1967 Roger Corman (The…

Review: The Big Sick

Pakistani-American stand-up comedian/Uber driver Kumail (played by Pakistani-American comedian Kumail Nanjiani) enters a relationship with a white American girl named Emily (Zoe Kazan). They’re cute and fun and everything is going great…until Kumail’s inability/unwillingness to tell his very traditional Pakistani family that he’s dating a white girl gets in the way. Then something tragic happens. Holly Hunter and Ray Romano play Emily’s parents who are initially frosty towards Kumail for frankly pretty good reasons. Aidy Bryant (one the least funny comedians in “SNL” history) and Bo Burnham play Kumail’s stand-up pals.


Star/co-writer Kumail Nanjiani probably won’t have a huge future as a leading man, but he has co-written himself a pretty good lead role in this multicultural romance dramedy from 2017. Directed by Michael Showalter, it’s not a great film but it did make me happy, almost to the point of tears in the end actually. I liked it. You’ll like it. You can’t resist it. You may …

Review: Second in Command

Jean-Claude Van Damme is a military attaché in Moldova, wherein under a time of unrest, a new President (Serban Celea) has been elected pretty much unanimously. A group of insurgents, led by Velibor Topic are trying to get into the U.S. Embassy to presumably kill the president and take over. The Duke…er…Van Damme leads a group of hard-ass marines holding the fort against seemingly insurmountable pressure from outside. Julie Cox is Van Damme’s journo girlfriend also caught up in it all, with Alan McKenna as her comrade. William Tapley all but froths at the mouth in a ridiculous performance as the resident A-hole government bureaucrat.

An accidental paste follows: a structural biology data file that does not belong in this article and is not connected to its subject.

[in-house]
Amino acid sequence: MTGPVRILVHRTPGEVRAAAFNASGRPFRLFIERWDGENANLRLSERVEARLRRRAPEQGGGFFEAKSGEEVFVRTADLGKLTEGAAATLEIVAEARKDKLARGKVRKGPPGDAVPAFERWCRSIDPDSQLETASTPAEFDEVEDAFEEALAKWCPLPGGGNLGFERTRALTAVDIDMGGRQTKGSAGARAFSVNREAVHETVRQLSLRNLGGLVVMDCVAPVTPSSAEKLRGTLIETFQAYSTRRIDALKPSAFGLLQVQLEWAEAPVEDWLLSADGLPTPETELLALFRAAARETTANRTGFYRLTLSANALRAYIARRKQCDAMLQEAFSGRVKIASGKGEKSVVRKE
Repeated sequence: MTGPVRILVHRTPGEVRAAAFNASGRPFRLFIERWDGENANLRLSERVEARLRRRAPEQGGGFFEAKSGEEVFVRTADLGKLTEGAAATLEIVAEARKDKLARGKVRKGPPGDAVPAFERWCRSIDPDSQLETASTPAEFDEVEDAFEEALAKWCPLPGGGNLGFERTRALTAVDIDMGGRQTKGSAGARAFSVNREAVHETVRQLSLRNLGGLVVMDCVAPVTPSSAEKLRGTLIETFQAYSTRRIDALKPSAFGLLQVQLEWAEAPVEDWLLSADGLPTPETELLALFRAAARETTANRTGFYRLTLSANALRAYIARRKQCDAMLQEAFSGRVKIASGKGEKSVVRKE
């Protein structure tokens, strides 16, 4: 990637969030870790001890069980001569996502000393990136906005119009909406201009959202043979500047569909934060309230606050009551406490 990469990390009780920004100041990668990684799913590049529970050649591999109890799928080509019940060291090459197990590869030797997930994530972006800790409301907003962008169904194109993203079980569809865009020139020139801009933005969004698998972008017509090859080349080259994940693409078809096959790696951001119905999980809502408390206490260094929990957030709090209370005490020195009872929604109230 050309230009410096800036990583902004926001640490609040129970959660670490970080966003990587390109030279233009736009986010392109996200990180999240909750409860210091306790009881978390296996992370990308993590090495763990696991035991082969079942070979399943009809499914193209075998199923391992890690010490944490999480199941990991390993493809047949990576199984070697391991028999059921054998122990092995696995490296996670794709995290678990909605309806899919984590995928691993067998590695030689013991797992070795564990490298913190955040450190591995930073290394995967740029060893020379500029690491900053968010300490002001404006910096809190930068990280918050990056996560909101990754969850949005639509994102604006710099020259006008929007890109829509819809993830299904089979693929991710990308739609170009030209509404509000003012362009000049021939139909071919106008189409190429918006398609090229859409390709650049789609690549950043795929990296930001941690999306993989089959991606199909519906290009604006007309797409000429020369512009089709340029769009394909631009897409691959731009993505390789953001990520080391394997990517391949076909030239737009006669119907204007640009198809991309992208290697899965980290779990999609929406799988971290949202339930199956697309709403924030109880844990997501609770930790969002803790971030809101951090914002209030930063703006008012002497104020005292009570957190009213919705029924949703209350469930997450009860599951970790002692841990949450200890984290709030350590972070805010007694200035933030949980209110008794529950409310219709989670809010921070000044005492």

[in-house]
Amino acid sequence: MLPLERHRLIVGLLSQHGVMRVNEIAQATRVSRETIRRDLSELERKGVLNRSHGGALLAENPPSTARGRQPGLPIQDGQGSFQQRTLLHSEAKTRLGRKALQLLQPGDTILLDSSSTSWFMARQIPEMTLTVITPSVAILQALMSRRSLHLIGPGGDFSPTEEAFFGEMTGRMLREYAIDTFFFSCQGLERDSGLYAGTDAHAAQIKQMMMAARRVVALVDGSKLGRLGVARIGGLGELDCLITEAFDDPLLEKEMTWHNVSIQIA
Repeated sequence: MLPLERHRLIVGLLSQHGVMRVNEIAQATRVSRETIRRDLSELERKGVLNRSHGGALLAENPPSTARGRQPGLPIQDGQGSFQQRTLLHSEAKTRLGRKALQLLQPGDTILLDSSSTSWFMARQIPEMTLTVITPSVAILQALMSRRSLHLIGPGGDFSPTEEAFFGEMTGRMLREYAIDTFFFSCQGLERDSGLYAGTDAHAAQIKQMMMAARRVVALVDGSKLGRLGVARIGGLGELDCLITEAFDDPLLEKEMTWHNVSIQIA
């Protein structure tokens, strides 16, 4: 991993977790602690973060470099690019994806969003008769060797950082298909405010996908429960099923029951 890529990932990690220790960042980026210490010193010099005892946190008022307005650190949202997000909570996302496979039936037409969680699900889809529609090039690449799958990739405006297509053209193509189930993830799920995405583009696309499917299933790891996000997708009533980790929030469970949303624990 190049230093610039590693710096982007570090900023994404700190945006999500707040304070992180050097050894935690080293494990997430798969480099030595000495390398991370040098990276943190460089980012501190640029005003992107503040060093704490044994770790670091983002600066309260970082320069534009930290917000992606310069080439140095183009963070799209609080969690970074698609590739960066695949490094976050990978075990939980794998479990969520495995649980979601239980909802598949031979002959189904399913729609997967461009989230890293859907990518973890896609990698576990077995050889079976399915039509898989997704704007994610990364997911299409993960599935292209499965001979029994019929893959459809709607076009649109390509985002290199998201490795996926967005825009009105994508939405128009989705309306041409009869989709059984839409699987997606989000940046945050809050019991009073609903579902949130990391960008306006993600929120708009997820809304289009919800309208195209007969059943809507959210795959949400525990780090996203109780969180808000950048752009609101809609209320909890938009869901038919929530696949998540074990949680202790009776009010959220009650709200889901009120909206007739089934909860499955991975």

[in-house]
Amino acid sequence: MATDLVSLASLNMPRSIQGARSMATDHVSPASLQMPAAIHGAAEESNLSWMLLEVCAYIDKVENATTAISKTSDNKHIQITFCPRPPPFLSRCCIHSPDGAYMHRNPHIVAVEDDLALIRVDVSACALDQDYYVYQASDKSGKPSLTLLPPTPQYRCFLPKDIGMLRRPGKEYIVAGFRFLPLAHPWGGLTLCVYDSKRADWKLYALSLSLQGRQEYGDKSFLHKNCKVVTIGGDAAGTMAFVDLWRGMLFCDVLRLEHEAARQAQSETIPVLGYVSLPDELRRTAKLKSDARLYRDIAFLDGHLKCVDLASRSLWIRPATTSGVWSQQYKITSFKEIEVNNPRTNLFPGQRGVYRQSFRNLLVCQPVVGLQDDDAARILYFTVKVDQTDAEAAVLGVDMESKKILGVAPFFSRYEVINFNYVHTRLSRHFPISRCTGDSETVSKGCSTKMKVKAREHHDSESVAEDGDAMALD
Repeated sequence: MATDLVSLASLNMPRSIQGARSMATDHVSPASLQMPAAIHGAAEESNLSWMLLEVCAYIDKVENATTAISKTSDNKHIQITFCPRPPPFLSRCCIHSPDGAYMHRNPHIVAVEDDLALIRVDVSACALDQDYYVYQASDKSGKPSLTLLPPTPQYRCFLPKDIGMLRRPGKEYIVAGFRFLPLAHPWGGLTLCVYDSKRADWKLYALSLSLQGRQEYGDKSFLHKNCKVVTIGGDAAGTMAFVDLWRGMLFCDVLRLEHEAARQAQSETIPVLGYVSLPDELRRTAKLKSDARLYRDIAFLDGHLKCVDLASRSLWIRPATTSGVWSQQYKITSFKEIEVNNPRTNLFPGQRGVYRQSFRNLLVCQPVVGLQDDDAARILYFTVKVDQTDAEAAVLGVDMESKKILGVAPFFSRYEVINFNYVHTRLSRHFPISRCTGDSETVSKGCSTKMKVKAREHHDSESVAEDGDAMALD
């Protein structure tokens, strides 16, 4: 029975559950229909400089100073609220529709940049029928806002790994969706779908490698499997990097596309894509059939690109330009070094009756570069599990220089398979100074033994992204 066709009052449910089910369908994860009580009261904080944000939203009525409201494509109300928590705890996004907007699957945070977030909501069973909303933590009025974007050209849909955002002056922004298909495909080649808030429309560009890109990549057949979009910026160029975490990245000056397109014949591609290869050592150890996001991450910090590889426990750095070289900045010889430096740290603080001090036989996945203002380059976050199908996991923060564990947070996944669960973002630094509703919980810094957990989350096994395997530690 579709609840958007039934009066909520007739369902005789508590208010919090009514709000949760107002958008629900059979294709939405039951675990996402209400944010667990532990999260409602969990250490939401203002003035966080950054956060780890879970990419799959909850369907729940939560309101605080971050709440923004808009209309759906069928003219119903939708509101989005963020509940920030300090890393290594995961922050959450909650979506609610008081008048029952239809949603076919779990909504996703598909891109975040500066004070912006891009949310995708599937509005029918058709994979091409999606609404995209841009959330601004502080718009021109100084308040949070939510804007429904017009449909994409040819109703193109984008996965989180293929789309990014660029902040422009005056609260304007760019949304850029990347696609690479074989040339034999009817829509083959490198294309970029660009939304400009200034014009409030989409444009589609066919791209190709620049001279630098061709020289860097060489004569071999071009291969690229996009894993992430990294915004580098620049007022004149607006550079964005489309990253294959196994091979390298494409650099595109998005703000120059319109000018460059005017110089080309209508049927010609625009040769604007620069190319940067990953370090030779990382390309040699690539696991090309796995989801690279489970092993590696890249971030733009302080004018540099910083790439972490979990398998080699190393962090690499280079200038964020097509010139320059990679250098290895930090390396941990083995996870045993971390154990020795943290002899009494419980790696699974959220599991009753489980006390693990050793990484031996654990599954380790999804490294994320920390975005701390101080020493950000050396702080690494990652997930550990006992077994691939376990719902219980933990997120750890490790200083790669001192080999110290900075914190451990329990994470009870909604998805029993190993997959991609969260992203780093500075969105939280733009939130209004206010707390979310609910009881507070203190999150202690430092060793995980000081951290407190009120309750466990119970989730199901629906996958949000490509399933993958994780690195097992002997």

2006 Simon Fellows (Van Damme’s genuinely good “Until Death”) film isn’t anywhere near the same prestige as “Black Hawk Down”, but this blend of the aforementioned film and “The Alamo” still shows that Van Damme is trying hard to make good films. This isn’t a good one, but it’s not one of his bad ones either. An efficient Van Damme does the best with what…

Review: Pineapple Express

Dope-smoking process server (i.e. he hands out subpoenas) Seth Rogen has just smoked some rare, potent dope with his friendly (if paranoid and frequently incoherent) drug dealer James Franco when he goes to deliver a subpoena to Gary Cole. Before he can, though, he witnesses Cole (a drug dealer), and his crooked cop crony Rosie Perez killing an unidentified Asian man. Smartly, Rogen high-tails it outta there. Stupidly, Rogen leaves behind some ‘evidence’ (weed of a rare variety) for Cole to discover. Rogen alerts Franco to the situation and they both freak out, and not just ‘coz they’re fried. So they decide to hide out until the situation cools down. Or until they’re so wasted that they forget what they’re doing hiding out in the woods. Danny McBride is Franco’s mid-level drug-supplier and friend, who has a run-in with some of Cole’s hired thugs, and is probably the least trustworthy person on the face of the planet. Did I mention Rogen was meant to be having dinner with his high-sch…